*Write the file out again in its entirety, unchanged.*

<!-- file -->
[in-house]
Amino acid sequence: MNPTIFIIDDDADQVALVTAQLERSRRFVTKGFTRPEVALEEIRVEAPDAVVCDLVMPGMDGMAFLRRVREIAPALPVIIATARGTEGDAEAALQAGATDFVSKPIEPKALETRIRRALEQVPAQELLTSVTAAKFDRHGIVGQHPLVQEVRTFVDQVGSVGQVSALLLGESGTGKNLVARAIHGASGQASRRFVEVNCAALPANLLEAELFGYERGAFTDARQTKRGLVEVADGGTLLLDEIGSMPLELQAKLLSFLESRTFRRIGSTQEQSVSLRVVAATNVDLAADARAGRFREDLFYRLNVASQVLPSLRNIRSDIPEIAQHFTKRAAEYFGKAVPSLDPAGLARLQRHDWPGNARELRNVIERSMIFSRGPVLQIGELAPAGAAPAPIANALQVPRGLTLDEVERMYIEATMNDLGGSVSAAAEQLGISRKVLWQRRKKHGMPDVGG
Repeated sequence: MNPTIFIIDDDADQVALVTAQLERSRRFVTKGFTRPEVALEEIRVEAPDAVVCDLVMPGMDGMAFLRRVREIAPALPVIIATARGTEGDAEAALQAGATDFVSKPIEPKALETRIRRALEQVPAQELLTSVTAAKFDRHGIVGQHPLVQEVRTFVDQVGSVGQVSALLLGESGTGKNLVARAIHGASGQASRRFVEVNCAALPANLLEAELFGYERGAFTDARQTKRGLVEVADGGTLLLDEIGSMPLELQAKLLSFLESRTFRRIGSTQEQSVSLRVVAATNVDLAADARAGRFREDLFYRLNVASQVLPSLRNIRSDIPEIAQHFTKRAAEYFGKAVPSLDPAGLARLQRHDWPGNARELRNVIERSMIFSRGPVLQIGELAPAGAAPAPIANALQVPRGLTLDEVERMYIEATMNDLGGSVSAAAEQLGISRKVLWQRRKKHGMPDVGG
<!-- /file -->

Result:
[in-house]
Amino acid sequence: MNPTIFIIDDDADQVALVTAQLERSRRFVTKGFTRPEVALEEIRVEAPDAVVCDLVMPGMDGMAFLRRVREIAPALPVIIATARGTEGDAEAALQAGATDFVSKPIEPKALETRIRRALEQVPAQELLTSVTAAKFDRHGIVGQHPLVQEVRTFVDQVGSVGQVSALLLGESGTGKNLVARAIHGASGQASRRFVEVNCAALPANLLEAELFGYERGAFTDARQTKRGLVEVADGGTLLLDEIGSMPLELQAKLLSFLESRTFRRIGSTQEQSVSLRVVAATNVDLAADARAGRFREDLFYRLNVASQVLPSLRNIRSDIPEIAQHFTKRAAEYFGKAVPSLDPAGLARLQRHDWPGNARELRNVIERSMIFSRGPVLQIGELAPAGAAPAPIANALQVPRGLTLDEVERMYIEATMNDLGGSVSAAAEQLGISRKVLWQRRKKHGMPDVGG
Repeated sequence: MNPTIFIIDDDADQVALVTAQLERSRRFVTKGFTRPEVALEEIRVEAPDAVVCDLVMPGMDGMAFLRRVREIAPALPVIIATARGTEGDAEAALQAGATDFVSKPIEPKALETRIRRALEQVPAQELLTSVTAAKFDRHGIVGQHPLVQEVRTFVDQVGSVGQVSALLLGESGTGKNLVARAIHGASGQASRRFVEVNCAALPANLLEAELFGYERGAFTDARQTKRGLVEVADGGTLLLDEIGSMPLELQAKLLSFLESRTFRRIGSTQEQSVSLRVVAATNVDLAADARAGRFREDLFYRLNVASQVLPSLRNIRSDIPEIAQHFTKRAAEYFGKAVPSLDPAGLARLQRHDWPGNARELRNVIERSMIFSRGPVLQIGELAPAGAAPAPIANALQVPRGLTLDEVERMYIEATMNDLGGSVSAAAEQLGISRKVLWQRRKKHGMPDVGG